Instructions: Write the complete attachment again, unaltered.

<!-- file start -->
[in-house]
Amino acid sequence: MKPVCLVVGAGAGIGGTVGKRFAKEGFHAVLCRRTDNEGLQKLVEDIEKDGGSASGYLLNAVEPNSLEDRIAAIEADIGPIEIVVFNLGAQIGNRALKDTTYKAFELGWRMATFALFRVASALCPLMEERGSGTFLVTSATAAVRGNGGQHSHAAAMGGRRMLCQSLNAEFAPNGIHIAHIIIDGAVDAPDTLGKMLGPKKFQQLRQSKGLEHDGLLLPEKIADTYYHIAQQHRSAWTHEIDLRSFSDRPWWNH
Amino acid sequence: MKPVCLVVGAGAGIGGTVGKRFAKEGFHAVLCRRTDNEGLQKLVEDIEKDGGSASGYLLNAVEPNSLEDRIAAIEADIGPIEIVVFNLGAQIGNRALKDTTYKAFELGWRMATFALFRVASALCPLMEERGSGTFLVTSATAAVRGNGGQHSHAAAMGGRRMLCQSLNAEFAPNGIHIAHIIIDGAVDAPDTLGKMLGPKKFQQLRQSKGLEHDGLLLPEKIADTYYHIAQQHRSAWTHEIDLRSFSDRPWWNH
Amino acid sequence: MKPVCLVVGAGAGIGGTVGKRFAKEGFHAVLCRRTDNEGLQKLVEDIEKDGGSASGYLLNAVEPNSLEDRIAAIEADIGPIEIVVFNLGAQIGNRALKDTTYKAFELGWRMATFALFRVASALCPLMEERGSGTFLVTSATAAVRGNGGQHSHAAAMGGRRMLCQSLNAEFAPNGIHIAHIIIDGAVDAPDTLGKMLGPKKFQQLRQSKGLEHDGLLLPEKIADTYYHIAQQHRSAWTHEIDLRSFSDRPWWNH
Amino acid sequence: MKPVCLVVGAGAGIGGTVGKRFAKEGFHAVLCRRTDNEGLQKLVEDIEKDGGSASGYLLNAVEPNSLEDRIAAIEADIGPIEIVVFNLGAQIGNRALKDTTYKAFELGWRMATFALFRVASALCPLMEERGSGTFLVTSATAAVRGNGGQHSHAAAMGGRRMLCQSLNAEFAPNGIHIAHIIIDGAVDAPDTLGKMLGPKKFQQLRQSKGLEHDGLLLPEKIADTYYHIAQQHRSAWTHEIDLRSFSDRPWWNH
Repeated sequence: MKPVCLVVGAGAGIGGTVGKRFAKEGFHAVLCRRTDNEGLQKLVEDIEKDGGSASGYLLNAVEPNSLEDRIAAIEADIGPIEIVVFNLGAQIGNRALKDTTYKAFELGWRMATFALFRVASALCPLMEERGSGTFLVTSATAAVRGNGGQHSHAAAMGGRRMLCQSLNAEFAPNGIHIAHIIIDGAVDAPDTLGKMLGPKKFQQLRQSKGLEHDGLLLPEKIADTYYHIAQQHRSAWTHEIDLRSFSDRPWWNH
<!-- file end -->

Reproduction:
[in-house]
Amino acid sequence: MKPVCLVVGAGAGIGGTVGKRFAKEGFHAVLCRRTDNEGLQKLVEDIEKDGGSASGYLLNAVEPNSLEDRIAAIEADIGPIEIVVFNLGAQIGNRALKDTTYKAFELGWRMATFALFRVASALCPLMEERGSGTFLVTSATAAVRGNGGQHSHAAAMGGRRMLCQSLNAEFAPNGIHIAHIIIDGAVDAPDTLGKMLGPKKFQQLRQSKGLEHDGLLLPEKIADTYYHIAQQHRSAWTHEIDLRSFSDRPWWNH
Amino acid sequence: MKPVCLVVGAGAGIGGTVGKRFAKEGFHAVLCRRTDNEGLQKLVEDIEKDGGSASGYLLNAVEPNSLEDRIAAIEADIGPIEIVVFNLGAQIGNRALKDTTYKAFELGWRMATFALFRVASALCPLMEERGSGTFLVTSATAAVRGNGGQHSHAAAMGGRRMLCQSLNAEFAPNGIHIAHIIIDGAVDAPDTLGKMLGPKKFQQLRQSKGLEHDGLLLPEKIADTYYHIAQQHRSAWTHEIDLRSFSDRPWWNH
Amino acid sequence: MKPVCLVVGAGAGIGGTVGKRFAKEGFHAVLCRRTDNEGLQKLVEDIEKDGGSASGYLLNAVEPNSLEDRIAAIEADIGPIEIVVFNLGAQIGNRALKDTTYKAFELGWRMATFALFRVASALCPLMEERGSGTFLVTSATAAVRGNGGQHSHAAAMGGRRMLCQSLNAEFAPNGIHIAHIIIDGAVDAPDTLGKMLGPKKFQQLRQSKGLEHDGLLLPEKIADTYYHIAQQHRSAWTHEIDLRSFSDRPWWNH
Amino acid sequence: MKPVCLVVGAGAGIGGTVGKRFAKEGFHAVLCRRTDNEGLQKLVEDIEKDGGSASGYLLNAVEPNSLEDRIAAIEADIGPIEIVVFNLGAQIGNRALKDTTYKAFELGWRMATFALFRVASALCPLMEERGSGTFLVTSATAAVRGNGGQHSHAAAMGGRRMLCQSLNAEFAPNGIHIAHIIIDGAVDAPDTLGKMLGPKKFQQLRQSKGLEHDGLLLPEKIADTYYHIAQQHRSAWTHEIDLRSFSDRPWWNH
Repeated sequence: MKPVCLVVGAGAGIGGTVGKRFAKEGFHAVLCRRTDNEGLQKLVEDIEKDGGSASGYLLNAVEPNSLEDRIAAIEADIGPIEIVVFNLGAQIGNRALKDTTYKAFELGWRMATFALFRVASALCPLMEERGSGTFLVTSATAAVRGNGGQHSHAAAMGGRRMLCQSLNAEFAPNGIHIAHIIIDGAVDAPDTLGKMLGPKKFQQLRQSKGLEHDGLLLPEKIADTYYHIAQQHRSAWTHEIDLRSFSDRPWWNH